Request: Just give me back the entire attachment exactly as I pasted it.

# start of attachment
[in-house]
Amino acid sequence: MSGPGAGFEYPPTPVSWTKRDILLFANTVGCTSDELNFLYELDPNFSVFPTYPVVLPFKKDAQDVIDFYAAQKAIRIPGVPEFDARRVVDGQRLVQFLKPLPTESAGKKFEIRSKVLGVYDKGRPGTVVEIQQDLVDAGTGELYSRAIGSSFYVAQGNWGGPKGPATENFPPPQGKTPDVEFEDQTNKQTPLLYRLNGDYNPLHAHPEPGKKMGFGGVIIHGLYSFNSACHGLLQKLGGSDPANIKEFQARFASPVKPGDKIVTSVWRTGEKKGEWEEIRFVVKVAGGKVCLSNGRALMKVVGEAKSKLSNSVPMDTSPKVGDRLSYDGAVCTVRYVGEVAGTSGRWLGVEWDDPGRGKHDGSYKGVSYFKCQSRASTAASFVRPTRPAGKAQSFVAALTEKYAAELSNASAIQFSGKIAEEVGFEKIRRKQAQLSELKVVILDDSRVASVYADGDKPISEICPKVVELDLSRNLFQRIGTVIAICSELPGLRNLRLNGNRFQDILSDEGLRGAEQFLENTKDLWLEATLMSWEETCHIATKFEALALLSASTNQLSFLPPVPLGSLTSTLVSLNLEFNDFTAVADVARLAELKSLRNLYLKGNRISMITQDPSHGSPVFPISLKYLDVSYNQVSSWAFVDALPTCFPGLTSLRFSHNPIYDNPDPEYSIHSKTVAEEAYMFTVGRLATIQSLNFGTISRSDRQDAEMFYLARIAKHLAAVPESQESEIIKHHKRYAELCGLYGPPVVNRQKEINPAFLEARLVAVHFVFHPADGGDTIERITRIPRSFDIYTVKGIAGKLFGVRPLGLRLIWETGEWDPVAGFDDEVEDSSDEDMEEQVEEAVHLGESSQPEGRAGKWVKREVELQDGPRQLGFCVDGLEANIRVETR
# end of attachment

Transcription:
[in-house]
Amino acid sequence: MSGPGAGFEYPPTPVSWTKRDILLFANTVGCTSDELNFLYELDPNFSVFPTYPVVLPFKKDAQDVIDFYAAQKAIRIPGVPEFDARRVVDGQRLVQFLKPLPTESAGKKFEIRSKVLGVYDKGRPGTVVEIQQDLVDAGTGELYSRAIGSSFYVAQGNWGGPKGPATENFPPPQGKTPDVEFEDQTNKQTPLLYRLNGDYNPLHAHPEPGKKMGFGGVIIHGLYSFNSACHGLLQKLGGSDPANIKEFQARFASPVKPGDKIVTSVWRTGEKKGEWEEIRFVVKVAGGKVCLSNGRALMKVVGEAKSKLSNSVPMDTSPKVGDRLSYDGAVCTVRYVGEVAGTSGRWLGVEWDDPGRGKHDGSYKGVSYFKCQSRASTAASFVRPTRPAGKAQSFVAALTEKYAAELSNASAIQFSGKIAEEVGFEKIRRKQAQLSELKVVILDDSRVASVYADGDKPISEICPKVVELDLSRNLFQRIGTVIAICSELPGLRNLRLNGNRFQDILSDEGLRGAEQFLENTKDLWLEATLMSWEETCHIATKFEALALLSASTNQLSFLPPVPLGSLTSTLVSLNLEFNDFTAVADVARLAELKSLRNLYLKGNRISMITQDPSHGSPVFPISLKYLDVSYNQVSSWAFVDALPTCFPGLTSLRFSHNPIYDNPDPEYSIHSKTVAEEAYMFTVGRLATIQSLNFGTISRSDRQDAEMFYLARIAKHLAAVPESQESEIIKHHKRYAELCGLYGPPVVNRQKEINPAFLEARLVAVHFVFHPADGGDTIERITRIPRSFDIYTVKGIAGKLFGVRPLGLRLIWETGEWDPVAGFDDEVEDSSDEDMEEQVEEAVHLGESSQPEGRAGKWVKREVELQDGPRQLGFCVDGLEANIRVETR